Are you flying like an airline pilot or like a barnstormer?
Have you ever asked yourself why all airlines and most reputable flight departments conduct structured proficiency/recurrent training every six months? Is it to give their pilots some much needed fun flying? Or maybe it’s just an insurance requirement? Could it be that these professional pilots and department heads recognize that aviation, at every level, is a very dynamic venture where nothing stays the same for long?
In today’s world, it is impossible to maintain proficiency by just meeting the requirements to be current. You may be current and legal, but are you safe?
Can you keep up with the pace of regulation changes just by reading aviation magazines from time to time or talking with your fellow pilots? No. The professionals realize this. They demand that their staff not only do the reading but also sit down with senior instructor pilots to ensure they are kept up to date with any and all changes currently happening, as well as those expected in the future.
The other aspect of proficiency is, of course, flying skills. Can you expect to maintain your flying skills by doing the required minimums? I think you know the answer to that. Rust builds fast on dormant ships. This also holds true for those who say “I’m always flying” and make frequent “normal” flights. The “normal” everyday A to B flight does not maintain proficiency. You’re just going through the motions like the airline pilots who fly canned flight plans day in and day out. We can all make the houses get smaller and return them to normal size, but what if something happens in between? Will you be ready to handle it calmly, correctly, and more importantly, efficiently?
The continued progression of what I like to call “robo equipment” in the simplest of aircraft nowadays is a double-edged sword. Certainly, it lightens the workload, but it also reduces pilots’ hand-flying and navigation skills.
Proficiency is the only thing that will make the difference between an emergency landing and an aircraft accident. The sad fact is that most of us only think about regulatory requirements. If we’re honest with ourselves, we rarely give serious thought to true proficiency until we’re on short final with no airport in sight.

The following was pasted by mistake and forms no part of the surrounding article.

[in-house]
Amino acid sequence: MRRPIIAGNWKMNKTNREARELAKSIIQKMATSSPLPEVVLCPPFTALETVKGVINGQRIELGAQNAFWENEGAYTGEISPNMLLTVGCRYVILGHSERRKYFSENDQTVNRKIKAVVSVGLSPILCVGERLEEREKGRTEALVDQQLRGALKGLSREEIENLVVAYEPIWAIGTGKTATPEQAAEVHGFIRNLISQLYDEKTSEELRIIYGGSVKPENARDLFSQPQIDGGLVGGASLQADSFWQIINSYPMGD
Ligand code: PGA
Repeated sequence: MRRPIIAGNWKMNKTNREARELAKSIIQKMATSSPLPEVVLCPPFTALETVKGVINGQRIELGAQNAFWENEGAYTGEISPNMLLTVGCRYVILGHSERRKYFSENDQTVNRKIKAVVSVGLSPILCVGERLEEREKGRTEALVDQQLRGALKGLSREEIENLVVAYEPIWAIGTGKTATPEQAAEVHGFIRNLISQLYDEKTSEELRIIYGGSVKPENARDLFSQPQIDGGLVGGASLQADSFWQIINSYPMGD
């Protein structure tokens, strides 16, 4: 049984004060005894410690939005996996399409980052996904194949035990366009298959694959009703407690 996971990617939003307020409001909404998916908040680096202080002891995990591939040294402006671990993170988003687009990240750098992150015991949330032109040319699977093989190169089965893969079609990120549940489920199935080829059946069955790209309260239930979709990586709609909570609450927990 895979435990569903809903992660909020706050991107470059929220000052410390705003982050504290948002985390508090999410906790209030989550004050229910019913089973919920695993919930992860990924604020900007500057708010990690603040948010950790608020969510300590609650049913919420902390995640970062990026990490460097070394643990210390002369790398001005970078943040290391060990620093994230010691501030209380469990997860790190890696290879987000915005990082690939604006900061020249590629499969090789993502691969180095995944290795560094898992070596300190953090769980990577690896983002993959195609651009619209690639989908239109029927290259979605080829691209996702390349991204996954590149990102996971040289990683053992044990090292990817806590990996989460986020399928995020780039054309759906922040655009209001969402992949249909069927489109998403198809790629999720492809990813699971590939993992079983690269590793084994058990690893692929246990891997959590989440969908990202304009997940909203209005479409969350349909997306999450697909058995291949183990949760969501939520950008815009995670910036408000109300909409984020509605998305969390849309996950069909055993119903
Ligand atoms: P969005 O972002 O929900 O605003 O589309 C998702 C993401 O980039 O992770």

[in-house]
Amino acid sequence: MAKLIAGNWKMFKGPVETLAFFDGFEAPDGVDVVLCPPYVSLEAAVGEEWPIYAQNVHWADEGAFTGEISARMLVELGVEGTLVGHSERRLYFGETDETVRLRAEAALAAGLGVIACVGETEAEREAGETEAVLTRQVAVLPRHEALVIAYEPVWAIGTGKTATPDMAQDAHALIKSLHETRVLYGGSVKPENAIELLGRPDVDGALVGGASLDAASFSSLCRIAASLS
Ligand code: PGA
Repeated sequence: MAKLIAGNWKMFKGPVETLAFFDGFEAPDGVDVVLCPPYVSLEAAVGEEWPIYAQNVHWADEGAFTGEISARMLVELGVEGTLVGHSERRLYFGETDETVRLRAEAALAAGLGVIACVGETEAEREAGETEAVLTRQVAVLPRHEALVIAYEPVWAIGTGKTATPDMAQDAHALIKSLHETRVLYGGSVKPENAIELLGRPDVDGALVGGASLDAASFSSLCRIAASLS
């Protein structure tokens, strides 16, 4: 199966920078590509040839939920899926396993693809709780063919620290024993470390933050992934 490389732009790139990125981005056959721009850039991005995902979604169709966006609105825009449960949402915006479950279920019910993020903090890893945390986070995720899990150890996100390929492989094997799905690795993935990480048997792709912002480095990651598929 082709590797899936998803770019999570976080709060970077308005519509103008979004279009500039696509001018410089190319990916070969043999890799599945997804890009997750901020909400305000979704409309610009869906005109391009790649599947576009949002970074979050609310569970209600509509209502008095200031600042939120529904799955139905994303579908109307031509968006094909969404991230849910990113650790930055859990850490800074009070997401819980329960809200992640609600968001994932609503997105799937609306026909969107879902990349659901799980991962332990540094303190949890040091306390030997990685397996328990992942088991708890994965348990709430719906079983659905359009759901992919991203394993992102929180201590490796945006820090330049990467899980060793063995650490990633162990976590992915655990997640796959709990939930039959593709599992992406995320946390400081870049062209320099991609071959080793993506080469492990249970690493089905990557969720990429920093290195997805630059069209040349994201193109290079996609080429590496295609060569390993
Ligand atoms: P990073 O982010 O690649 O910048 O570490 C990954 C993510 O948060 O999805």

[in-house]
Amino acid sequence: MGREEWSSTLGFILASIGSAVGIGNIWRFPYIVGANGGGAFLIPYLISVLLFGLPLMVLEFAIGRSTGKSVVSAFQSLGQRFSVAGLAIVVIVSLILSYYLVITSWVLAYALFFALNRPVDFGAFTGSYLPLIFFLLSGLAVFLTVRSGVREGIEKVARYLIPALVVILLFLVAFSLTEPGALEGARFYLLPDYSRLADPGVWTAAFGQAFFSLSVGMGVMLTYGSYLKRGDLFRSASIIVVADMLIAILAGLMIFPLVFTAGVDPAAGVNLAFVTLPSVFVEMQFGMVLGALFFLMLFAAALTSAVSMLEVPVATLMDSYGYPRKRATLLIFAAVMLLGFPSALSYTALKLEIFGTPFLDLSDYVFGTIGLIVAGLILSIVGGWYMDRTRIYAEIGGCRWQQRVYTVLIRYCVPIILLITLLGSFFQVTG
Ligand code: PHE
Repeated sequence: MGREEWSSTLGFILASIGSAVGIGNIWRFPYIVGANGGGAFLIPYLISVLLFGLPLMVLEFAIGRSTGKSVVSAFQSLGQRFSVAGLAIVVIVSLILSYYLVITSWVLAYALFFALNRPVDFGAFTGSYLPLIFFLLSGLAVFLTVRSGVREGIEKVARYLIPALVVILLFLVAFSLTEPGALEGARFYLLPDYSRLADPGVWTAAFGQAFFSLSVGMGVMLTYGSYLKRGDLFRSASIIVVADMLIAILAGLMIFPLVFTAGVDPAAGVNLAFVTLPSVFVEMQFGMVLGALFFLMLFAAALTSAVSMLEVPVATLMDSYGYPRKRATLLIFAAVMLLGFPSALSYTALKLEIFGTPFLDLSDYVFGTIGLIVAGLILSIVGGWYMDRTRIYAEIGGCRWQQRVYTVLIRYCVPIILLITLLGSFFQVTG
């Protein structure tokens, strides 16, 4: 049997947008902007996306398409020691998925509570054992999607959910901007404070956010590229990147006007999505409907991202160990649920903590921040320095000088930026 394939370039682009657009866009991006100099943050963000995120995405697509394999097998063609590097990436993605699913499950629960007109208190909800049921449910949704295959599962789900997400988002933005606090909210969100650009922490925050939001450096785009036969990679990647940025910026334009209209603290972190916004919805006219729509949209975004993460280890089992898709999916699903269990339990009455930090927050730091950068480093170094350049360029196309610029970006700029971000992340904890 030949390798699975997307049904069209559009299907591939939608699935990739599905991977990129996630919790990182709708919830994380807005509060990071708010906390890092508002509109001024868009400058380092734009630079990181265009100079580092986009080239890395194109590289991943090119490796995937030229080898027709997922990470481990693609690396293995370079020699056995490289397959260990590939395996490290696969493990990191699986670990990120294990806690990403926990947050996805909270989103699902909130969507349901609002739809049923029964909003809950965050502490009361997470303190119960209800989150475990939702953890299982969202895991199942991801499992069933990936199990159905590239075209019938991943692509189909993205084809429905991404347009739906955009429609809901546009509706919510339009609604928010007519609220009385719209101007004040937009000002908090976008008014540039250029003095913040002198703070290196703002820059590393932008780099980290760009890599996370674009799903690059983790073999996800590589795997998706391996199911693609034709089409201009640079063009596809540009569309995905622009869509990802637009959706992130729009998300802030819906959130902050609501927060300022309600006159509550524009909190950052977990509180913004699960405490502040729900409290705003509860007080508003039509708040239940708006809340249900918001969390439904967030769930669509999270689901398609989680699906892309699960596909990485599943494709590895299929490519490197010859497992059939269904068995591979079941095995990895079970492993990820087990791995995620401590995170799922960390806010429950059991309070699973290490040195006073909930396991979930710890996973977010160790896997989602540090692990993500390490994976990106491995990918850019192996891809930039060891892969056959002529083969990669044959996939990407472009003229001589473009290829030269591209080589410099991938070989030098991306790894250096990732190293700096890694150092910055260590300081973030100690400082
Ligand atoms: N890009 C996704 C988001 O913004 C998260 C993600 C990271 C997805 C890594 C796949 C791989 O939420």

I’d like to suggest that we should all treat our flying like corporate and airline professionals do. Sit down with your instructor and lay out plans for a consistent recurrent training plan, complete with dates and times. You know that’s the only way the training will happen.
Be sure your proficiency includes ground, flight, and simulator time.
You may ask, “Why do I need the simulator if I’m including flight time?” For the same reason the airlines use them: you can do things in a simulator you wouldn’t dare try in the air. The simulator gives you that “been there, done that” assurance that you can resolve any problem correctly, with a clear, calm mind. Have fun with it; mess things up and see what it takes to recover. This is the time to work up a sweat and prove to yourself that you’ve still got the skills required for thousands of happy and safe hours in the sky.
Give your proficiency the respect it deserves. Put your training on the calendar just like every other important event in your life. Make it mandatory. Just see that it gets done. Do it now even if you haven’t in the past. Schedule it into the near future on the day you pass your checkride. Just don’t fall into the trap of thinking “I passed the checkride, so I’m good.” Your checkride is just the beginning; your training and education must never stop.
If you believe you don’t need this kind of continued training, check yourself the next time you fly. If the airplane bumps or makes a strange sound, how do you react? Does it take a few seconds to recover from the tingling shock that runs up your spine? Are you just a little on edge the rest of the flight? That’s your proficiency telling you something. I hope you’re listening.
Every day it gets more and more important for pilots to do regular and meaningful recurrent training. Flying an airplane safely is too important to you and the ones around you to let your proficiency slide. Be an airline pilot each and every time you take command, whether of a C172 or a B747.
Call American Flyers to discuss the proficiency plan that meets your needs.
Here’s to Happy Flying!